It’s fitting that a group that was made from the internet has thrived there, accruing millions of views on their videos and garnering a robust international fan base, even as their local scene has remained comparatively small. Corporate attention in Korea is given to the traditional K-pop industry, and hipsters just haven’t been able to attract the same funding or numbers. The pandemic threw them off, too, canceling the dozens of international shows Balming Tiger had booked for 2020, including festivals like the Great Escape and SXSW. And yet, Omega says this pandemic year presented “incredibly valuable time,” to shoot music videos and record without breaks for touring. Without the pressure to produce on a linear content schedule, they were able to expand and explore, questioning even the future direction of their collective: “We thought, ‘What else could we do?’ We thought about doing classes, like ‘How To Teach Music 101,’ or memes, funny videos, sitcoms, maybe directing movies. It allowed us to think outside of music.” Unexpectedly, this year served as a creative retreat.
The balance between creative, casual exploration and entrepreneurial ambition is a tension that has underscored the music industry at most levels, but the group attributes their adventurous spirit to their success. And at a time when their plans to “make it outside of their home country” were put on hold, they did manage a major breakthrough, signing to superstar label Columbia Records UK in February 2021. Omega waves off their accomplishment with humility and a note of disbelief, explaining his commitment to their open-minded creative approach: “Look, we’re just trying to have fun out in Seoul, Korea, no budget, no bullshit, but Columbia Records reached out to us.”
The internet has helped everyone to cultivate their sounds, drawing from genres and influences around the world. Omega confesses, “When I see interviews of other artists, especially American or British artists, they often say their influence comes from their home, like their dad’s record collection, but to us, at least for me, I don’t think Korean parents really play music in the house.” He laughs and continues, “Our teacher is the internet. So we all adventure through, and dig our own super-wide spectrum of music. We listen to everything. Because the internet is our influence, stateless music makes sense.” Here, stateless music refers as much to the genres and musical lineages that bound music as it does to the nations that bound people, a particular source of pain for the Korean peninsula. And as a multicultural group, they insist that everything they create is a blend of influences, by default. Omega notes, “We all come from different parts of Korea, and the world. So we really understand what it means to be the foreigner, the immigrant, the quote-unquote other. We all have that experience. We know that’s bullshit.” Stateless music is a compelling way to describe their interpretation of cultural and musical mashup, even one without a sharp political bite.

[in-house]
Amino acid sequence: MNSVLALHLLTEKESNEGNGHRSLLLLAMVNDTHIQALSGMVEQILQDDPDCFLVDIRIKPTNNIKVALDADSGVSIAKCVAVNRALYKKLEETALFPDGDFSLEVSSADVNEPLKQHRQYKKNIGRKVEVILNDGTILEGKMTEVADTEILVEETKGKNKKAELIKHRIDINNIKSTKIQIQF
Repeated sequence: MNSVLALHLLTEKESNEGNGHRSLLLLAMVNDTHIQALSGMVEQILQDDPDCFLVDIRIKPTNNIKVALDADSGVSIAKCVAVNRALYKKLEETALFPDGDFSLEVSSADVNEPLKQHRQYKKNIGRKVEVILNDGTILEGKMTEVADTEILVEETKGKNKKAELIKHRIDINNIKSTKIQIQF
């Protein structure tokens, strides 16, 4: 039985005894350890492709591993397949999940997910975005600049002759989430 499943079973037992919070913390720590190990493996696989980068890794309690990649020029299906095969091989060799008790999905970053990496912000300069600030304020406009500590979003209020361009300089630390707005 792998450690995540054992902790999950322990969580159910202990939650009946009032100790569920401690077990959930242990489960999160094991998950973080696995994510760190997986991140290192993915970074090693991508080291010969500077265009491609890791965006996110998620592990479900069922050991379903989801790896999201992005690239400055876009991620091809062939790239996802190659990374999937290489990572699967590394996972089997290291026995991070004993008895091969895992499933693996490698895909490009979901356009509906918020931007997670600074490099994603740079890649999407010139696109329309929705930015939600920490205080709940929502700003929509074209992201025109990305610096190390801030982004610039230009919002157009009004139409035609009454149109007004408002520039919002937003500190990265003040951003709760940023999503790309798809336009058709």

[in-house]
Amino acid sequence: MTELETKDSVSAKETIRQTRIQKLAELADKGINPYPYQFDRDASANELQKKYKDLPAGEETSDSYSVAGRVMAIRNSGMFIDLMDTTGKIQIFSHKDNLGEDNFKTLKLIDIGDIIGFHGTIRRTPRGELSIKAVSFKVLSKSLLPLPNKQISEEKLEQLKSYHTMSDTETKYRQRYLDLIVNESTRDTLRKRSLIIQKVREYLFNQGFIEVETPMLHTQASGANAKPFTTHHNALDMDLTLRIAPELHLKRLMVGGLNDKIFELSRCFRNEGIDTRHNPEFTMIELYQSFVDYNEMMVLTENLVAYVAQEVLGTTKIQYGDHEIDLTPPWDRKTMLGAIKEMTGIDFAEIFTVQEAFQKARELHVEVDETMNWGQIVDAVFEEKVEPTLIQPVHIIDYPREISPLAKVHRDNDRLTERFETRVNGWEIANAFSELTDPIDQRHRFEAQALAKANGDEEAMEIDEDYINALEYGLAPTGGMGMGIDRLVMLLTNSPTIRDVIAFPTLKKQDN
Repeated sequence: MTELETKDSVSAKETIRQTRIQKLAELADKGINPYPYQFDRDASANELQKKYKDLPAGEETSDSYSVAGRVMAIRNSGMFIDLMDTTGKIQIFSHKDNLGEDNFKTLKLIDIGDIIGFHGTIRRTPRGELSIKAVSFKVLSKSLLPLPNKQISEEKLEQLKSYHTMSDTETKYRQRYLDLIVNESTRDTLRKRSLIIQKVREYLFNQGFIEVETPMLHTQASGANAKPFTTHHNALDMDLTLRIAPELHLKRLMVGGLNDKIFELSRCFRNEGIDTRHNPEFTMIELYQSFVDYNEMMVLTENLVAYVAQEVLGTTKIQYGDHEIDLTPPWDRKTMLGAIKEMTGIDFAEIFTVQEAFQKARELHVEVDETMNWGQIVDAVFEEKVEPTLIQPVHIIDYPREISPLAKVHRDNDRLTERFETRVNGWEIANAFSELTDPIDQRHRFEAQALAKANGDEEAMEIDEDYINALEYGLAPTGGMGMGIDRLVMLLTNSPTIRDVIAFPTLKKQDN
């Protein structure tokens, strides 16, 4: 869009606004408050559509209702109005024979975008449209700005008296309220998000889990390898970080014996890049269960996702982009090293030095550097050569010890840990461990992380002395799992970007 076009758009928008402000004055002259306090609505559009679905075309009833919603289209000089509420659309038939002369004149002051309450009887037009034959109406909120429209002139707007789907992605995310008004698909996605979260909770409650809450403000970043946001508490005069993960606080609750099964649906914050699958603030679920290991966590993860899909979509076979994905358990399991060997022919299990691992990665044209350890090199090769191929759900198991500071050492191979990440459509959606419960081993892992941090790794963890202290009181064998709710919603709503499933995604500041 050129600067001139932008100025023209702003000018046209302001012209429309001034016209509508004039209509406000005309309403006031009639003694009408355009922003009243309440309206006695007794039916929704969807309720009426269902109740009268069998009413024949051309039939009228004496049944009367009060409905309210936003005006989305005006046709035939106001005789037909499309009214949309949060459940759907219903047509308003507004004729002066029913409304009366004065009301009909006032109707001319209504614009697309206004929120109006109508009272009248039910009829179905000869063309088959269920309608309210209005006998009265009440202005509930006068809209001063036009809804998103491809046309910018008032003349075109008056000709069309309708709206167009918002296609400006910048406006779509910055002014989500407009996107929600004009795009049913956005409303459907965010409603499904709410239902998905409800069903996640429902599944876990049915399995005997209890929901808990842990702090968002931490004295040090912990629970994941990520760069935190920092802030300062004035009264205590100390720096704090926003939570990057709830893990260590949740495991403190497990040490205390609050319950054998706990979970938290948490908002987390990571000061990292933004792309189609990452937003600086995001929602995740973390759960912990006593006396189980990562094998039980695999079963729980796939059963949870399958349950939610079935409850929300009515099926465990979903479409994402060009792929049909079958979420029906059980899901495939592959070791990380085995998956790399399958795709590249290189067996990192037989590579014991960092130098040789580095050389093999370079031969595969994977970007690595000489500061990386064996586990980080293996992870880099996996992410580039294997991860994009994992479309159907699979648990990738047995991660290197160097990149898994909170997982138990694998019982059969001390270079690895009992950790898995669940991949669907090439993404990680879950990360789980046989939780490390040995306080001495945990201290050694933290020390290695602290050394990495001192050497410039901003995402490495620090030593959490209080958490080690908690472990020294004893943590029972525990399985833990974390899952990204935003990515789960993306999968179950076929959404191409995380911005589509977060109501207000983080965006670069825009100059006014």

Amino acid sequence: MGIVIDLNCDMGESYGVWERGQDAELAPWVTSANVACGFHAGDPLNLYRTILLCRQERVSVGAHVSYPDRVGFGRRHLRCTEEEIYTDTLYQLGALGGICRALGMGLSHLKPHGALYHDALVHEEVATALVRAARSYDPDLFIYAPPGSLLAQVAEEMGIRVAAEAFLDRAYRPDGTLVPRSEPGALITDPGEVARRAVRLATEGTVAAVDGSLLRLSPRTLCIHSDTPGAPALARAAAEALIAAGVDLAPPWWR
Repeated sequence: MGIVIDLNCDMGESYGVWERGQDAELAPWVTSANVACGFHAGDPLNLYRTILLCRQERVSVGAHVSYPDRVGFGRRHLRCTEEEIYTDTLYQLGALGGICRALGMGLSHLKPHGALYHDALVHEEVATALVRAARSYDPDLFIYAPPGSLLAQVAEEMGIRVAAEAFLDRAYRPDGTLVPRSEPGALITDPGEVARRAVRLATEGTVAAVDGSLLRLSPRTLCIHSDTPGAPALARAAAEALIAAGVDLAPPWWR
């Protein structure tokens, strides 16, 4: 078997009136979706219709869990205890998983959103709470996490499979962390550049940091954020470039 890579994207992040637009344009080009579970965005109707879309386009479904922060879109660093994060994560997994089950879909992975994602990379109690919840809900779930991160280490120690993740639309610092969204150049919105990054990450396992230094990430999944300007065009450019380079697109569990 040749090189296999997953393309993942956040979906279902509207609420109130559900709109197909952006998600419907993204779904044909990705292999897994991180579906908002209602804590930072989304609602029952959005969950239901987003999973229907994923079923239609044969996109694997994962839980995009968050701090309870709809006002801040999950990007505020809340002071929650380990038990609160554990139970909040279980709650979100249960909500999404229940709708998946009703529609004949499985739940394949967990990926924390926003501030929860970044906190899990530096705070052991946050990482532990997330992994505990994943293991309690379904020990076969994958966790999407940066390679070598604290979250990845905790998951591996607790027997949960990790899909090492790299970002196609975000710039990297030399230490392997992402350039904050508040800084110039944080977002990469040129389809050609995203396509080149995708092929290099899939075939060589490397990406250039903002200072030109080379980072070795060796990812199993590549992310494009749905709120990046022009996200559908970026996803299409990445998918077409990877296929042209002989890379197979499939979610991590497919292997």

In Korea, which both San and Omega refer to as a largely “monocultural society” where “95% of people have the same haircut,” they are always standing out. Their music and their aesthetics are imaginative, sometimes beautiful, sometimes grotesque, but most of the time just eccentric. Omega Sapien’s head is entirely shaved besides his neon green bangs, and everyone in the group embraces the frontier of street fashion, stretching gender identity and performativity, building nonconformist and cartoonish personas. This unconventional approach is on display in their music videos, where artistic direction seems boundless.
In “Kolo Kolo,” directed by Omega’s friend Pennacky, Omega raps alongside 30 half-naked middle-aged men, in a sauna, at a training camp, and on a beach, making a parody of uniformity and masculinity. In “Armadillo,” also directed by Pennacky, there’s a shared affinity for the bizarre, where Omega and Sukhoon perform in barren concrete landscapes, poking fun at the “hipsters of the world, satiring global hypebeast culture.” Omega recounts that their approach was loose, arriving to set and coming up with shots as they went, “How about a guy dancing naked with an alien mask on? Like, alright let’s do that.” And in so many of their videos, there are grotesque and surprising uses of food, covering people’s bodies, making them sick, and bringing them health. Here, Balming Tiger’s slogan “Joyful delivery!” offers another play on delivery food, integrating Asian cuisine and food culture into every part of their aesthetic. It feels like everything is an inside joke that you’re welcome to be a part of.
“Joyful delivery!” may also be the best summary of their mission, a natural blend of fun and ambition, giddily pursuing their “big dreams of making it outside of Korea, of doing something that’s never happened before.” Omega laughs, “Music’s really not a good way to make money. But similar to entrepreneurship, you really have to love what you do. Naturally, accomplishments come after.” And their accomplishments have slowly begun to accumulate — cover photo shoots for W Mag and GQ Korea, collaborations with companies like Vans, and their recent signing — even with the group’s unorthodox structure and unconventional approach. They’re reaching people all over the world, just like they’ve always wanted to. Tiger Balm’s official slogan reads “PAIN HAPPENS. SUFFERING IS OPTIONAL.” Balming Tiger are similarly optimistic: “JUST FUN!” they grin at the camera, defying expectations.